In Photos: Thousands of Lesbians Protest for Dyke March


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In Photos: Thousands of Lesbians Protest for Dyke March

In its 25th year, the New York City Dyke March is a departure from other Pride events, taking place without permits or sponsors.

On Saturday, thousands of lesbians overtook Fifth Avenue, marching, dancing, chanting, and demonstrating their way from 42nd Street to Washington Square Park for the 25th annual New York City Dyke March.

The event stands out from many Pride weekend activities (especially the massive, now-televised Pride Parade), deliberately naming itself as "a protest march—not a parade." According to its organizers, the march "is a demonstration of our First Amendment right to protest and takes place without permits or sponsors."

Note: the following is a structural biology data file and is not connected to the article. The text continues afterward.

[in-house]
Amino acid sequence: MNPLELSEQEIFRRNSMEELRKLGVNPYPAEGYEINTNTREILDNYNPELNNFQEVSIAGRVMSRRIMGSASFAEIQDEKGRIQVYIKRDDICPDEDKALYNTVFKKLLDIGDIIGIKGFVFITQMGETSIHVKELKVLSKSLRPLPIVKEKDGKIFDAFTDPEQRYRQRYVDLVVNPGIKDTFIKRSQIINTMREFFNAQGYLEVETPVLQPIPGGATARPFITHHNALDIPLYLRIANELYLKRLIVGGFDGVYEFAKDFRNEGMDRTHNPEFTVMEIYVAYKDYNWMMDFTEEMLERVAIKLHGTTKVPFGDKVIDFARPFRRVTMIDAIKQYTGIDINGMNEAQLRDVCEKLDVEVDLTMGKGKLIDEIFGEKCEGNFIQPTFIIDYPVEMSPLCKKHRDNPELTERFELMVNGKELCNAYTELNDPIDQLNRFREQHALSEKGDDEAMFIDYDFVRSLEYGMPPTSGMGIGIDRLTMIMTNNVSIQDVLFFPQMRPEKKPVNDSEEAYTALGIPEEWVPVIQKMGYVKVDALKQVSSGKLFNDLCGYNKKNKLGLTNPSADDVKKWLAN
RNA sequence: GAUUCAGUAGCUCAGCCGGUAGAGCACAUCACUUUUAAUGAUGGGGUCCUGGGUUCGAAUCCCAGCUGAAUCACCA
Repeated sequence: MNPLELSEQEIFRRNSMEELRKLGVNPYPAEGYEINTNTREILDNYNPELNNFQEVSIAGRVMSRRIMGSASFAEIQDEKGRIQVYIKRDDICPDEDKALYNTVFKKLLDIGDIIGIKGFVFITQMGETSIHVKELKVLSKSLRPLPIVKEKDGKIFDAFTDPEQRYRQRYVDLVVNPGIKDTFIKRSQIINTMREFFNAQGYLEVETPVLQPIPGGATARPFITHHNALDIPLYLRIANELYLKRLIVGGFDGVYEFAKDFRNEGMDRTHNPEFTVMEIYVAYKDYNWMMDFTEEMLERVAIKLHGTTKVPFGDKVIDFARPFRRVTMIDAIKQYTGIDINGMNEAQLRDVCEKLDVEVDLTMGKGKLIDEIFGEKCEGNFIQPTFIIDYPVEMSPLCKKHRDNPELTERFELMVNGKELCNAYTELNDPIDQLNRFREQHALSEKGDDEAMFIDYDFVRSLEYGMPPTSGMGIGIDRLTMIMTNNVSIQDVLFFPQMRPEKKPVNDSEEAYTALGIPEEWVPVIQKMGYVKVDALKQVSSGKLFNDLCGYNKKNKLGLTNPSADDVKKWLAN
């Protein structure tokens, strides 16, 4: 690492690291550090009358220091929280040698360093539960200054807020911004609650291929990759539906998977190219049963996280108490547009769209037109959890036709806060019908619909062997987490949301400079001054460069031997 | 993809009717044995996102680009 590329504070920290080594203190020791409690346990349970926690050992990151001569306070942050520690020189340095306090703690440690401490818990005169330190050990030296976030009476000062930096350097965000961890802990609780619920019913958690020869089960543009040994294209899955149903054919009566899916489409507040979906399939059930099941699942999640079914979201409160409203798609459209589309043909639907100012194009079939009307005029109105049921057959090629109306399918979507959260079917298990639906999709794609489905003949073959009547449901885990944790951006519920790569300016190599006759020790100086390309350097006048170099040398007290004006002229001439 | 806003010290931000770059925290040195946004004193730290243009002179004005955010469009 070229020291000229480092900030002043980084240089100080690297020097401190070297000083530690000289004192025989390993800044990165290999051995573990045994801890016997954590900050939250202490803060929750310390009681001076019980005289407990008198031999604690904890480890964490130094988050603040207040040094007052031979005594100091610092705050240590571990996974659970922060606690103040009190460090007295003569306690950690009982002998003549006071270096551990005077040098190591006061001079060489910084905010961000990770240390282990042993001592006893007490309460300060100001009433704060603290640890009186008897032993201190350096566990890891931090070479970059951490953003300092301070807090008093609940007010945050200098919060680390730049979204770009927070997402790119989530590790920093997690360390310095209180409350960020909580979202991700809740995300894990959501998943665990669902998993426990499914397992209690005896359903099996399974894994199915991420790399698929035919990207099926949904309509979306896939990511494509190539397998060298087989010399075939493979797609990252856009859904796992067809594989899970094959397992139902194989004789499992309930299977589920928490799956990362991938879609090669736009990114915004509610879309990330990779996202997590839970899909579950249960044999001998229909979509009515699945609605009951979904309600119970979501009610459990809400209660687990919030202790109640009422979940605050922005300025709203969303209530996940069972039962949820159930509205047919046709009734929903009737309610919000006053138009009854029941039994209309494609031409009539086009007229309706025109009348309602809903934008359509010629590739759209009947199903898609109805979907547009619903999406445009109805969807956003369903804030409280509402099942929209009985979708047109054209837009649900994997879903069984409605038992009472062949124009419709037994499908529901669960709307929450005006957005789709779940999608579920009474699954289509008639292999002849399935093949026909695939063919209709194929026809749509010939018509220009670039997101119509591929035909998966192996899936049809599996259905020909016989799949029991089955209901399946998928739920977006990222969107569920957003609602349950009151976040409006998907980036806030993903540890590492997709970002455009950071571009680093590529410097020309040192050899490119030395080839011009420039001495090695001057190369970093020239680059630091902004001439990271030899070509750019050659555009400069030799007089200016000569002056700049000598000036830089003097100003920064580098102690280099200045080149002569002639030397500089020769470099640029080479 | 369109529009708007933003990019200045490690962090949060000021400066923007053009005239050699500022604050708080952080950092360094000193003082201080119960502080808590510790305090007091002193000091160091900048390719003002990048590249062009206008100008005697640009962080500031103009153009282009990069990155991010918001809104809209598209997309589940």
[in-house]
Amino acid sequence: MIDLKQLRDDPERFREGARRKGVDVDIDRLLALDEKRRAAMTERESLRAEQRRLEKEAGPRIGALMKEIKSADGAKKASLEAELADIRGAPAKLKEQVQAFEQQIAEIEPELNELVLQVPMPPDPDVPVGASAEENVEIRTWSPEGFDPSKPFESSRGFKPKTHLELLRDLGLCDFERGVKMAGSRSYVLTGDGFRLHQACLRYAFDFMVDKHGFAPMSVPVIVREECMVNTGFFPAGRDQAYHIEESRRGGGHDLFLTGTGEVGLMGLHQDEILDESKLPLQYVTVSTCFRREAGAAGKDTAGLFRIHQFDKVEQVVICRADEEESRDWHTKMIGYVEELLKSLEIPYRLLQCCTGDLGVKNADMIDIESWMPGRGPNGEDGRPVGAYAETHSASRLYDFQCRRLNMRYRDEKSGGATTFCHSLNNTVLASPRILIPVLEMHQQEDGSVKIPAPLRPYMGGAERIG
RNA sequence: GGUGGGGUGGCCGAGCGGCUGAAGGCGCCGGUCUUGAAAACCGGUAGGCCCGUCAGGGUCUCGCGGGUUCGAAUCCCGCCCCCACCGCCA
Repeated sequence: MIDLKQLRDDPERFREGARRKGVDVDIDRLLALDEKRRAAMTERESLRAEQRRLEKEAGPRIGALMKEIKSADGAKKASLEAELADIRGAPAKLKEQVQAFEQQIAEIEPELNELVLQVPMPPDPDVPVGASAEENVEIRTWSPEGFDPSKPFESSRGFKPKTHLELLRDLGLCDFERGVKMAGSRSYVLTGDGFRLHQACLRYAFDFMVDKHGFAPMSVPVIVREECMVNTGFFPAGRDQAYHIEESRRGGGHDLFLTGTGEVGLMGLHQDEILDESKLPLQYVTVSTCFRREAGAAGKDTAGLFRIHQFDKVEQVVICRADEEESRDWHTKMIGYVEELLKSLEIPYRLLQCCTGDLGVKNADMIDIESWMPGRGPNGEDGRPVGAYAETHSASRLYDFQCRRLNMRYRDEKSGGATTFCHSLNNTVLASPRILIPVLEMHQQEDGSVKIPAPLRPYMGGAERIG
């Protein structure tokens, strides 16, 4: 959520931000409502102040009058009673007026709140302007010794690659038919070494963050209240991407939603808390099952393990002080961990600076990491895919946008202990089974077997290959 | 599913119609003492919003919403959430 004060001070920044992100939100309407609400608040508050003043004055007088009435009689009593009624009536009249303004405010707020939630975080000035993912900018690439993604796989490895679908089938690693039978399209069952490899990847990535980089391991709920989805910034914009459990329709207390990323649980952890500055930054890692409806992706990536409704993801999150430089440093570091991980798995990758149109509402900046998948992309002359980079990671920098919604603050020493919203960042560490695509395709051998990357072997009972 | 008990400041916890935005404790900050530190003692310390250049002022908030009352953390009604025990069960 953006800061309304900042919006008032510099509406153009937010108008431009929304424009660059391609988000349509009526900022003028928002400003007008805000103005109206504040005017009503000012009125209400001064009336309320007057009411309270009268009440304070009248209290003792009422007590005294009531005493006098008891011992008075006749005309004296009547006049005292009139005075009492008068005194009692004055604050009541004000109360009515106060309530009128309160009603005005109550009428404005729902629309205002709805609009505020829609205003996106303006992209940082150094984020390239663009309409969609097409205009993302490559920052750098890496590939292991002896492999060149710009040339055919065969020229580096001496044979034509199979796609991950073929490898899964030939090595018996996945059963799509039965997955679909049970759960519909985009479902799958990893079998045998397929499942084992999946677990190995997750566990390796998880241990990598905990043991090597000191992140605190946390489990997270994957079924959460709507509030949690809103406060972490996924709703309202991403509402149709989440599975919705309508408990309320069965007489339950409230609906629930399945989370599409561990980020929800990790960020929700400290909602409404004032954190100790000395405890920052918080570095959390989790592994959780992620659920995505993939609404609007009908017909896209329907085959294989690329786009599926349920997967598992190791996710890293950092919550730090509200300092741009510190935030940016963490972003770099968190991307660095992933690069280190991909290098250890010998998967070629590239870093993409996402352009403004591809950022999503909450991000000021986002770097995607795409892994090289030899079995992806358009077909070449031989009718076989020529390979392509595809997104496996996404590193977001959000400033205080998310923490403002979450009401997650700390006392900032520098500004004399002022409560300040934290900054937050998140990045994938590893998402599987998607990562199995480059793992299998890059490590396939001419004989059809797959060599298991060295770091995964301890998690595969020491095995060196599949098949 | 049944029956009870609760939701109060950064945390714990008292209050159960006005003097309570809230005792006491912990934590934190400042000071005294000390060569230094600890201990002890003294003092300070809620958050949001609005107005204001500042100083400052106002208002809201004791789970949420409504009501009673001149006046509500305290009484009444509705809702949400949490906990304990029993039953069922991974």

We recognize that we must organize among ourselves to fight for our rights, safety, and visibility. Thousands of Dykes take the streets each year in celebration of our beautiful and diverse Dyke lives, to highlight the presence of Dykes within our community, and in protest of the discrimination, harassment, and violence we face in schools, on the job, and in our communities.

While maintaining the sexy, celebratory, and irreverent fun of Pride, Dyke March connects to its history of protest. First organized by the New York Lesbian Avengers in 1993, today's march still focuses on its original mission statement to inspire "grass-roots lesbian organizing, especially given the anti-gay bills being pushed by the right wing."

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Dyke March leaders hold a sign in remembrance of the trans women who were killed in 2017